While many of you may have already taken care of your taxes or met with your accountant to do so, we wanted to alert you to a few tips:
- IRA contributions for 2015:
- There is still time to make contributions to your Traditional or Roth IRA accounts. All checks need to be postmarked by April 18th and we recommend that rather than mailing them to us, please mail these directly to Schwab. Also please be sure these checks clearly indicate the year to which the contribution applies and your account number. The address for Schwab is listed below:
Charles Schwab & Co., Inc.
P.O. Box 982603
El Paso, TX 79998-2603Overnight Mail
Charles Schwab & Co., Inc.
1945 Northwestern Drive
El Paso, TX 79912-1108
- IRS tax payment options:
- Electronic Federal Tax Payment System: This is a service offered on the IRS website that allows you to have tax payments drawn directly from your Schwab account. There is a one-day processing time.
- Checks: You can authorize Schwab to issue a check made payable directly to the taxing authority. Schwab sends those checks via the United Parcel Service. Overnight cutoff is 2:00 pm daily beginning April 1st through April 18th.
- Schwab will offer a daily IRS Bulk Overnight shipment of checks payable to the IRS or U.S. Treasury as long as they are not asked to include a tax voucher. This is free of charge as long as a tax voucher is not included. A tracking number will be available.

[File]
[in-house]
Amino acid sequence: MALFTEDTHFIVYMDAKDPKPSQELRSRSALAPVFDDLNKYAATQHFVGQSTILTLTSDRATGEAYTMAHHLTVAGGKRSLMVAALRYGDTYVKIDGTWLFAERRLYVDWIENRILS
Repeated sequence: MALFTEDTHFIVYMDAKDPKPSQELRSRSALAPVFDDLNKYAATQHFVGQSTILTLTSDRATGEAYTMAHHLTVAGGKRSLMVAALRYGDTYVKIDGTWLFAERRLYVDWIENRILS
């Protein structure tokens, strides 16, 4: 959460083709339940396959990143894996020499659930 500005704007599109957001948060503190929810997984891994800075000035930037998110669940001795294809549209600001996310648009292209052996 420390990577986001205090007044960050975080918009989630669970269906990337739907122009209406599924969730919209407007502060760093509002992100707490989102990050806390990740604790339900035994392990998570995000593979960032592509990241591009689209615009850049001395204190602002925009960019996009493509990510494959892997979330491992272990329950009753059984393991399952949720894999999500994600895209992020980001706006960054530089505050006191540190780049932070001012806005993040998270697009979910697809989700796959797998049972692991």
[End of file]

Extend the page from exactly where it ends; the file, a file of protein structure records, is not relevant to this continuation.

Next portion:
With warm regards,
Scott Upham, Managing Partner Odette S. Galli, Partner John D. Duffy, Partner
Cribstone Capital Management LLC. (“CCM”) is an SEC registered investment adviser located in the State of Maine. The firm and its representatives are in compliance with the current registration and notice filing requirements imposed upon SEC registered investment advisers. CCM may only transact business in those states in which it is notice filed, or qualifies for an exemption or exclusion from notice filing requirements. For information pertaining to the registration status of the firm, please contact the SEC on its website at www.adviserinfo.sec.gov. A copy of the firm’s current written disclosure brochure discussing the firm’s business operations, services and fees is available from CCM upon request.Share